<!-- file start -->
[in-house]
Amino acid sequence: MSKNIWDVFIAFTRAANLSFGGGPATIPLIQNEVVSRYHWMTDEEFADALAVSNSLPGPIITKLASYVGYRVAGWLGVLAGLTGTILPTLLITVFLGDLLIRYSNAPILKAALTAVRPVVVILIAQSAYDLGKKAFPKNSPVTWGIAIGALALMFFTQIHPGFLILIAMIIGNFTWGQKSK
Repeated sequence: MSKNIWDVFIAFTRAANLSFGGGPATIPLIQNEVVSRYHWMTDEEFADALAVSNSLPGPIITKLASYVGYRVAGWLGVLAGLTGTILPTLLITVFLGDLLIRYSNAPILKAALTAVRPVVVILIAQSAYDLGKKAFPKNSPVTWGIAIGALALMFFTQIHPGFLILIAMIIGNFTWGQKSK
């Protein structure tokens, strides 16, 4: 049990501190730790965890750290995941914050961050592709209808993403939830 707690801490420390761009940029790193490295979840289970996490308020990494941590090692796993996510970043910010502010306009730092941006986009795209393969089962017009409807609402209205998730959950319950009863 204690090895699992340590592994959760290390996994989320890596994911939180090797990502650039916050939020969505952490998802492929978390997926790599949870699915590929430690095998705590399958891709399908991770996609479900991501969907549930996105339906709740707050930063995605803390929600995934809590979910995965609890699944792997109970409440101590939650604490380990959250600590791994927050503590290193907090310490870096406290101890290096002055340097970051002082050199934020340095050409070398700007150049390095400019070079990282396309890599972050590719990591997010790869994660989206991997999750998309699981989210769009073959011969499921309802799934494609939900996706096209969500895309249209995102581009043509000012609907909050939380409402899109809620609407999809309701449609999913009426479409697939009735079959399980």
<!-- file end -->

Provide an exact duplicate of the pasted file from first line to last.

[in-house]
Amino acid sequence: MSKNIWDVFIAFTRAANLSFGGGPATIPLIQNEVVSRYHWMTDEEFADALAVSNSLPGPIITKLASYVGYRVAGWLGVLAGLTGTILPTLLITVFLGDLLIRYSNAPILKAALTAVRPVVVILIAQSAYDLGKKAFPKNSPVTWGIAIGALALMFFTQIHPGFLILIAMIIGNFTWGQKSK
Repeated sequence: MSKNIWDVFIAFTRAANLSFGGGPATIPLIQNEVVSRYHWMTDEEFADALAVSNSLPGPIITKLASYVGYRVAGWLGVLAGLTGTILPTLLITVFLGDLLIRYSNAPILKAALTAVRPVVVILIAQSAYDLGKKAFPKNSPVTWGIAIGALALMFFTQIHPGFLILIAMIIGNFTWGQKSK
């Protein structure tokens, strides 16, 4: 049990501190730790965890750290995941914050961050592709209808993403939830 707690801490420390761009940029790193490295979840289970996490308020990494941590090692796993996510970043910010502010306009730092941006986009795209393969089962017009409807609402209205998730959950319950009863 204690090895699992340590592994959760290390996994989320890596994911939180090797990502650039916050939020969505952490998802492929978390997926790599949870699915590929430690095998705590399958891709399908991770996609479900991501969907549930996105339906709740707050930063995605803390929600995934809590979910995965609890699944792997109970409440101590939650604490380990959250600590791994927050503590290193907090310490870096406290101890290096002055340097970051002082050199934020340095050409070398700007150049390095400019070079990282396309890599972050590719990591997010790869994660989206991997999750998309699981989210769009073959011969499921309802799934494609939900996706096209969500895309249209995102581009043509000012609907909050939380409402899109809620609407999809309701449609999913009426479409697939009735079959399980």